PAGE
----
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Office of the Vice President for Research

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Weekly Research Update: Thursday, March 11, 2021

Get involved: Become a Discover UofSC 2021 reviewer

With nearly 900 presentations registered for Discover UofSC 2021, event organizers are seeking faculty, staff, postdocs and graduate students to serve as virtual reviewers on Friday, April 23. Discover UofSC 2021 reviewers will virtually assess iPoster and/or three-minute thesis presentations, interact with presenters using text or video chat and submit scores seamlessly online, using the iPosterSessions platform. Register by Friday, March 26 to serve as a reviewer.


University Libraries Research and Educational Dataset Procurement Pilot extended

University Libraries is pleased to announce a program to purchase datasets needed for research or teaching. This pilot aims to fund several small requests in the $1,000 - $5,000 range. University of South Carolina – Columbia affiliated researchers and instructors (faculty, staff, and graduate students) who would like for the libraries to purchase a dataset for research or teaching can visit the program’s website to learn more and apply. The deadline to apply has been extended to March 31, 2021.


National Academies of Sciences, Engineering and Medicine to host virtual workshop on Science Diplomacy to Promote and Strengthen Basic Research and International Cooperation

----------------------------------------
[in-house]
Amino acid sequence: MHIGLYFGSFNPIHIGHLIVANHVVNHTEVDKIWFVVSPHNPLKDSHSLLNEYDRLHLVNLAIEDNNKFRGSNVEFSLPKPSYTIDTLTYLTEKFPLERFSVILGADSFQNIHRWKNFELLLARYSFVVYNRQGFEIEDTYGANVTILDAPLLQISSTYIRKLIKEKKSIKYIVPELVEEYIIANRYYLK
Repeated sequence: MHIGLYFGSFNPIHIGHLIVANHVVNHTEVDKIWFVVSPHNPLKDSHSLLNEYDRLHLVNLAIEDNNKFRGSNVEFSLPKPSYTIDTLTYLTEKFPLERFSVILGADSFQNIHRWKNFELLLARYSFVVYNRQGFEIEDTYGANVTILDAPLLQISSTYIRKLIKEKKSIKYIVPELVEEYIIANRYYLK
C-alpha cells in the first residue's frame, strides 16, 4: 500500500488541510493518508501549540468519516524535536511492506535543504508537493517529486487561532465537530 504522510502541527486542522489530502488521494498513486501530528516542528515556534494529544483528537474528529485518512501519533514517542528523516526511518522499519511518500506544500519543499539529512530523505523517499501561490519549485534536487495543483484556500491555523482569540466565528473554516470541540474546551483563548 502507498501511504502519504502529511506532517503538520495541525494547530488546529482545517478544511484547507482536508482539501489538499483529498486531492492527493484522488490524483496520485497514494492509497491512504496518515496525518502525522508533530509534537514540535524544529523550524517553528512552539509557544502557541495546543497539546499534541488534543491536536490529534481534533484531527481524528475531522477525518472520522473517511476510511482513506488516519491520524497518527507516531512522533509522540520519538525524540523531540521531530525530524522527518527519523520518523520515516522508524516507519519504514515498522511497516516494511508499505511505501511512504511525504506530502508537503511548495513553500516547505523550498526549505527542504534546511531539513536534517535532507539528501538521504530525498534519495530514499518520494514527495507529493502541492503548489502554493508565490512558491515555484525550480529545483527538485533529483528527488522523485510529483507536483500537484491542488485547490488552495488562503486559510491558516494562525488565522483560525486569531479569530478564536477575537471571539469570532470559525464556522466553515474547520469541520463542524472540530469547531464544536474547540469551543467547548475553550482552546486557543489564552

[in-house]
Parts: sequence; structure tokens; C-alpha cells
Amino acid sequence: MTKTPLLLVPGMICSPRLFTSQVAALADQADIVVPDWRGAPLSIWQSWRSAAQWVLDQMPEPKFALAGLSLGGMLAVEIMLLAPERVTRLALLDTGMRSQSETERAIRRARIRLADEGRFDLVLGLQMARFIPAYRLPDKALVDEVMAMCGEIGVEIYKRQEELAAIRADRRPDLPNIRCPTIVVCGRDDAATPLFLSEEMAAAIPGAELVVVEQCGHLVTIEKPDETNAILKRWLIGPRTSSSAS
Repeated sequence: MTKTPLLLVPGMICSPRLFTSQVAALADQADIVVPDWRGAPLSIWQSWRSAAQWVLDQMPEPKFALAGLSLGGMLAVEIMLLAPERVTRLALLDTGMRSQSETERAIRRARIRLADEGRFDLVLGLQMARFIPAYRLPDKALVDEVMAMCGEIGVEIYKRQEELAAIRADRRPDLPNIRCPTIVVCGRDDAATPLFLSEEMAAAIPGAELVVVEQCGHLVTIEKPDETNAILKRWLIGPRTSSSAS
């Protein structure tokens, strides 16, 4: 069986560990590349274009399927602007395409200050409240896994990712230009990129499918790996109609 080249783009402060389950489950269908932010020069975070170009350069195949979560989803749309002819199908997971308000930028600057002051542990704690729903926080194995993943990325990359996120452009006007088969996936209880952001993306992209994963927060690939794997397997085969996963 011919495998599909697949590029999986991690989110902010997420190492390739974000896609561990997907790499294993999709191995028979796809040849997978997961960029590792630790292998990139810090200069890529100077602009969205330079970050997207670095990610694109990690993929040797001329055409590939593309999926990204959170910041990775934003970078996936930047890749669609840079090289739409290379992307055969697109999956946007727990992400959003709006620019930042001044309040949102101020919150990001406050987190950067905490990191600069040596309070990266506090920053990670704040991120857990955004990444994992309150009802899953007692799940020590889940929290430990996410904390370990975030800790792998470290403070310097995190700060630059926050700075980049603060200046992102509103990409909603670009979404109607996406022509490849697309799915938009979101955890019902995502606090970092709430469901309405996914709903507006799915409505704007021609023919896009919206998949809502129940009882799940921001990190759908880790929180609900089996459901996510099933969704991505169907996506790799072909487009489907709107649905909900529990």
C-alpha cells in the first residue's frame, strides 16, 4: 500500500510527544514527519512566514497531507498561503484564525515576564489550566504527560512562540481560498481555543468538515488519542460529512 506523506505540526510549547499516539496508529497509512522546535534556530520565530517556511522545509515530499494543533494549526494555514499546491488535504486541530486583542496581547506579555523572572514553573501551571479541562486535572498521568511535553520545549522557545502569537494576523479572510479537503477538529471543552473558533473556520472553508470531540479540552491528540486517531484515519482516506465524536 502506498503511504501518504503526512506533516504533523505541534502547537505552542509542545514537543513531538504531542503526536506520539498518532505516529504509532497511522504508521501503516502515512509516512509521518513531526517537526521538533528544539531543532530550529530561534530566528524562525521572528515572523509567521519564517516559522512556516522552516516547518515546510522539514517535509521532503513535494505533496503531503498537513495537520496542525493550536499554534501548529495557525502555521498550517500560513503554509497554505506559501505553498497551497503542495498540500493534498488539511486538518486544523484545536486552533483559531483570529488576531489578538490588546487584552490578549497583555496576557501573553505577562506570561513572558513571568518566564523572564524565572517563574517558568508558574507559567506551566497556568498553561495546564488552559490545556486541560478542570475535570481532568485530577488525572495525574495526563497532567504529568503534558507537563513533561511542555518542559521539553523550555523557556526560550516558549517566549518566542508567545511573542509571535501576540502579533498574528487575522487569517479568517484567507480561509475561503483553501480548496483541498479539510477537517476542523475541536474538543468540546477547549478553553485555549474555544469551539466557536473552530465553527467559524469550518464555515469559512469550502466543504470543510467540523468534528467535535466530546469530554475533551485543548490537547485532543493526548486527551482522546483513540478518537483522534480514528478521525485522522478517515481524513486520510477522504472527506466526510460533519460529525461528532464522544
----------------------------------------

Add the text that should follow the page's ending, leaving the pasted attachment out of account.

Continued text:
This free, multi-day workshop will discuss the role of the Global Research Council in science diplomacy to promote and strengthen basic research and international collaboration. Learn more about the workshop goals, read up on planned sessions and panelists and view the full agenda at the National Academies website. Registration is now open for the workshop, which will be held on Friday, March 12, Monday, March 15, and Tuesday, March 16.


NIH will invest $1 billion to investigate ‘long COVID’

The United States has announced that it will spend big on research into long COVID, the long-lasting health effects of a SARS-CoV-2 infection. The funding comes as the scientific community is just starting to recognize the impact of the condition and unravel why it occurs. Last month, the National Institutes of Health (NIH) announced an initiative worth $1.15 billion over four years to fund investigations of the condition, and listed some first priorities. Read more in the journal Nature.


Science magazine editorial examines 2020’s scientific breakthroughs and breakdowns

The year 2020 saw a reusable rocket launch two astronauts into space, multiple COVID-19 vaccines developed in record time and a robot that could write a persuasive op-ed. In the United States, the year also saw public distrust of science contribute to the worst health crisis in modern history. This contrast highlights a sharp dichotomy in the role of science in American public life: breathtaking discovery and innovation alongside growing distrust of scientific evidence and recommendations. How can the country reconcile this dissociation? An editorial in Science magazine examines these questions.


11 March 2021

Challenge the conventional. Create the exceptional. No Limits.